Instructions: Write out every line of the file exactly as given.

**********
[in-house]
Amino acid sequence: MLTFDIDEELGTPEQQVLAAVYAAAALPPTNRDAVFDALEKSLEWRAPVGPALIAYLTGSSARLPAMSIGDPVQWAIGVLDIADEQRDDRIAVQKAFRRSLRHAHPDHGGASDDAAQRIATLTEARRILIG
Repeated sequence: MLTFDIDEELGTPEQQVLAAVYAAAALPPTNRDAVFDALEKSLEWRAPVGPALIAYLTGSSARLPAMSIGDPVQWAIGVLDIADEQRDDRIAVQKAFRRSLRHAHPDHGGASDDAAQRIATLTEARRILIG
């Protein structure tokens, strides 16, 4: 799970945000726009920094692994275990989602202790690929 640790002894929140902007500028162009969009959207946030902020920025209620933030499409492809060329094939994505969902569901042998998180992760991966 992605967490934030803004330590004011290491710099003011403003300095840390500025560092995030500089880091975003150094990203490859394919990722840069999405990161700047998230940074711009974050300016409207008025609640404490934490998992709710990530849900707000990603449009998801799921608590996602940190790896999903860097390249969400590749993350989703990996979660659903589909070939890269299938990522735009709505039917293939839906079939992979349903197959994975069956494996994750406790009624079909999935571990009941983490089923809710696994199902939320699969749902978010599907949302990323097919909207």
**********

[in-house]
Amino acid sequence: MLTFDIDEELGTPEQQVLAAVYAAAALPPTNRDAVFDALEKSLEWRAPVGPALIAYLTGSSARLPAMSIGDPVQWAIGVLDIADEQRDDRIAVQKAFRRSLRHAHPDHGGASDDAAQRIATLTEARRILIG
Repeated sequence: MLTFDIDEELGTPEQQVLAAVYAAAALPPTNRDAVFDALEKSLEWRAPVGPALIAYLTGSSARLPAMSIGDPVQWAIGVLDIADEQRDDRIAVQKAFRRSLRHAHPDHGGASDDAAQRIATLTEARRILIG
């Protein structure tokens, strides 16, 4: 799970945000726009920094692994275990989602202790690929 640790002894929140902007500028162009969009959207946030902020920025209620933030499409492809060329094939994505969902569901042998998180992760991966 992605967490934030803004330590004011290491710099003011403003300095840390500025560092995030500089880091975003150094990203490859394919990722840069999405990161700047998230940074711009974050300016409207008025609640404490934490998992709710990530849900707000990603449009998801799921608590996602940190790896999903860097390249969400590749993350989703990996979660659903589909070939890269299938990522735009709505039917293939839906079939992979349903197959994975069956494996994750406790009624079909999935571990009941983490089923809710696994199902939320699969749902978010599907949302990323097919909207």